Having witnessed the Provo murders of the seventies in the town, and noted how the murderers transformed themselves into the successful businessmen of the nineties, the beneficiaries of the boom, Joey's film proposes to bring this hidden past to light, to gaze into the darkness of the steaming animal pit (where one of the corpses was found) and enable Scotsfield to be re-born, having finally acknowledged the truth about the last thrty years. But the erstwhile desperadoes are not about to go down without a fight.

Call Me The Breeze is written in the form of Joey's diaries and occasional film treatments, collected by his friend Bonehead in the hope that they may add up to that difficult second novel. The diaries are rendered expertly in the painfully sincere prose style beloved of seventies teenagers, replete with exclamation marks and references to Herman Hesse, Charles Manson and Santana. But this style casts a pall of bathos over every event in the book, smothering comedy and drama alike. And as a narrator, Joey Tallon is not so much unreliable as evidently drunk in charge, and tediously delusional, with the result that you place no trust in anything he says. Revelations are telegraphed hundreds of pages in advance, suspense is entirely absent, irony is laboured. Viewed realistically, Joey's "career" as a writer and film-maker is deeply implausible; as a satire on the creative process, it's heavy sledding.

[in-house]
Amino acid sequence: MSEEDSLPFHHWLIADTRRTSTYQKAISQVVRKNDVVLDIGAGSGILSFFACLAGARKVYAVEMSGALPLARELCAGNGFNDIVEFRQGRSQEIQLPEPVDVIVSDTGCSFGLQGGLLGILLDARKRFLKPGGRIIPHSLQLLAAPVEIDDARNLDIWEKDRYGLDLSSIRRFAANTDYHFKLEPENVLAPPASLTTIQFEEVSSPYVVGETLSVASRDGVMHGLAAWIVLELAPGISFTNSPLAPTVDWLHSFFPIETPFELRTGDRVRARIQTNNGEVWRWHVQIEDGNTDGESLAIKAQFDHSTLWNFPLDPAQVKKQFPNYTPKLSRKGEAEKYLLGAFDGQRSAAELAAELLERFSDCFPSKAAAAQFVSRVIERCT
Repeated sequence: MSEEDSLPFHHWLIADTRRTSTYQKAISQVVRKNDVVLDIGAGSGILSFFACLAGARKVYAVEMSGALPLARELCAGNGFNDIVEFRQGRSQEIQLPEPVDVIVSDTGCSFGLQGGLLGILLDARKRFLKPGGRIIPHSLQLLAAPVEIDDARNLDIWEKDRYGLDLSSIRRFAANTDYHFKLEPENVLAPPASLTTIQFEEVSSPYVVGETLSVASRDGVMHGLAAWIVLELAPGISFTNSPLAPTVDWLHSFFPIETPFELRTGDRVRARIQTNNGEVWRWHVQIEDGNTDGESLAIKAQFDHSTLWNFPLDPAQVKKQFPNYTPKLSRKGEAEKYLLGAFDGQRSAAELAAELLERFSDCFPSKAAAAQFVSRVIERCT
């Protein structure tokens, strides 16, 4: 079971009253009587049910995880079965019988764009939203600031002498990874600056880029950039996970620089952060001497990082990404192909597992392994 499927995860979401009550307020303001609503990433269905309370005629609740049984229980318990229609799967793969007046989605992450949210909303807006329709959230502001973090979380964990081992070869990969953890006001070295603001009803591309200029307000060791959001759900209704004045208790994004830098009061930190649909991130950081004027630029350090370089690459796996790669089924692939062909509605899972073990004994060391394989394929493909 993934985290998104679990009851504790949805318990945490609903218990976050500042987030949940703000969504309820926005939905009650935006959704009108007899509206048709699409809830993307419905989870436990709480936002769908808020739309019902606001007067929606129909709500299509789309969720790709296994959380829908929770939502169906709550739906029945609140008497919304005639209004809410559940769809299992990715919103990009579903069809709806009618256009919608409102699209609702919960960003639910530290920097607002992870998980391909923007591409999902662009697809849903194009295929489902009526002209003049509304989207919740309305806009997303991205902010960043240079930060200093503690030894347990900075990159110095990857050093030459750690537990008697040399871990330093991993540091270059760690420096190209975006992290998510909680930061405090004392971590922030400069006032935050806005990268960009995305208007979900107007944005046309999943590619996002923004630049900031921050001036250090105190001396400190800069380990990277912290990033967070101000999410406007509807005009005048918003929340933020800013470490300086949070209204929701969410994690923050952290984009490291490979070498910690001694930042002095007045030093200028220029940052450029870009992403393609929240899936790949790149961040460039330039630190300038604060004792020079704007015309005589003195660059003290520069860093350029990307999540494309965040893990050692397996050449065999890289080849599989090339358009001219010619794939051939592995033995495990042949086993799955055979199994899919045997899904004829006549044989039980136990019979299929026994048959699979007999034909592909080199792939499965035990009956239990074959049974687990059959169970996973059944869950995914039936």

Call Me The Breeze represents a much-needed break with the Gothic comedy of the short stories. But it is not yet a return to form for this magnificent writer.

(Volume Two of The Last Roundup)

by Roddy Doyle

When Roddy Doyle made his 'controversial' remarks about James Joyce a few months ago, outraging this great little nation with his 'astonishing' claims that Ulysses could have done with an edit and that Finnegans Wake was a terrible waste, the ensuing bun-fight among the commentariat was bizarre yet strangely familiar. 'Of course,' thought those of us who could remember the early nineties, 'back then, this used to happen all the time.' Like the Roy Keane Incident, every taxi driver and his fare had an opinion about Roddy Doyle: he was gas, he was a genius, he was patronising the (non-)working class, he was making a show of us for his English publishers, he was the authentic voice of post-Catholic urban Ireland, he was, inevitably, only a bollocks. Literary critics and academics queued up to make fools of themselves, declaring that novels consisting principally of dialogue weren't novels at all but television scripts, thus displaying their ignorance of: a) television scripts, and b) the novels of Ivy Compton-Burnett, Henry Green and George V. Higgins, among others. And then Paddy Clarke Ha Ha Ha won the Booker Prize and the National Conversation said, "Fair play to him," and lumbered off to burden someone else with its attention. And Doyle went on his chameleon way, painstakingly assembling a body of work so technically and thematically varied it sometimes seems to have been written by diverse hands. (Louis Armstrong plays a central role in Oh Play That Thing, but the great jazz trumpeter Doyle most resembles in this respect is Miles Davis: there's a mercurial restlessness; the default modes are change, innovation, transformation. Simply put, you have no idea what kind of book he'll write next.)